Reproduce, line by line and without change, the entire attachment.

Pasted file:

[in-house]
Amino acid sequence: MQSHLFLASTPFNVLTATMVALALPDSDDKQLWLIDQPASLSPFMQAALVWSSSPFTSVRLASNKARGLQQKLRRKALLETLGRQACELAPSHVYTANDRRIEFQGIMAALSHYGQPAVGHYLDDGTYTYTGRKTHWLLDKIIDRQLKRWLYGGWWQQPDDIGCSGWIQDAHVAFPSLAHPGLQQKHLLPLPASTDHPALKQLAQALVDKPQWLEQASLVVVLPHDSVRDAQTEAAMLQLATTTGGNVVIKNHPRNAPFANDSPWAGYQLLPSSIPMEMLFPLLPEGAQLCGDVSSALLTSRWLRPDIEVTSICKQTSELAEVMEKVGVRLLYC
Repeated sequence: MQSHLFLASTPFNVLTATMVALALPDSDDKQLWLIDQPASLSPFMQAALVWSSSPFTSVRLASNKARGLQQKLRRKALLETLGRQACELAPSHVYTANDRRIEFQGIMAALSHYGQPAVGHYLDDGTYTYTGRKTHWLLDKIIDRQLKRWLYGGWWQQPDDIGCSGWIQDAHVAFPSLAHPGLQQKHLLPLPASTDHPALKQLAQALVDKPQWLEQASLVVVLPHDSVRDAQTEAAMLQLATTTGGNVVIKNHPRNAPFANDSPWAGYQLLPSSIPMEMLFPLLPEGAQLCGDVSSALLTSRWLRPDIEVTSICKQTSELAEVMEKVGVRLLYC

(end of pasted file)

[in-house]
Amino acid sequence: MQSHLFLASTPFNVLTATMVALALPDSDDKQLWLIDQPASLSPFMQAALVWSSSPFTSVRLASNKARGLQQKLRRKALLETLGRQACELAPSHVYTANDRRIEFQGIMAALSHYGQPAVGHYLDDGTYTYTGRKTHWLLDKIIDRQLKRWLYGGWWQQPDDIGCSGWIQDAHVAFPSLAHPGLQQKHLLPLPASTDHPALKQLAQALVDKPQWLEQASLVVVLPHDSVRDAQTEAAMLQLATTTGGNVVIKNHPRNAPFANDSPWAGYQLLPSSIPMEMLFPLLPEGAQLCGDVSSALLTSRWLRPDIEVTSICKQTSELAEVMEKVGVRLLYC
Repeated sequence: MQSHLFLASTPFNVLTATMVALALPDSDDKQLWLIDQPASLSPFMQAALVWSSSPFTSVRLASNKARGLQQKLRRKALLETLGRQACELAPSHVYTANDRRIEFQGIMAALSHYGQPAVGHYLDDGTYTYTGRKTHWLLDKIIDRQLKRWLYGGWWQQPDDIGCSGWIQDAHVAFPSLAHPGLQQKHLLPLPASTDHPALKQLAQALVDKPQWLEQASLVVVLPHDSVRDAQTEAAMLQLATTTGGNVVIKNHPRNAPFANDSPWAGYQLLPSSIPMEMLFPLLPEGAQLCGDVSSALLTSRWLRPDIEVTSICKQTSELAEVMEKVGVRLLYC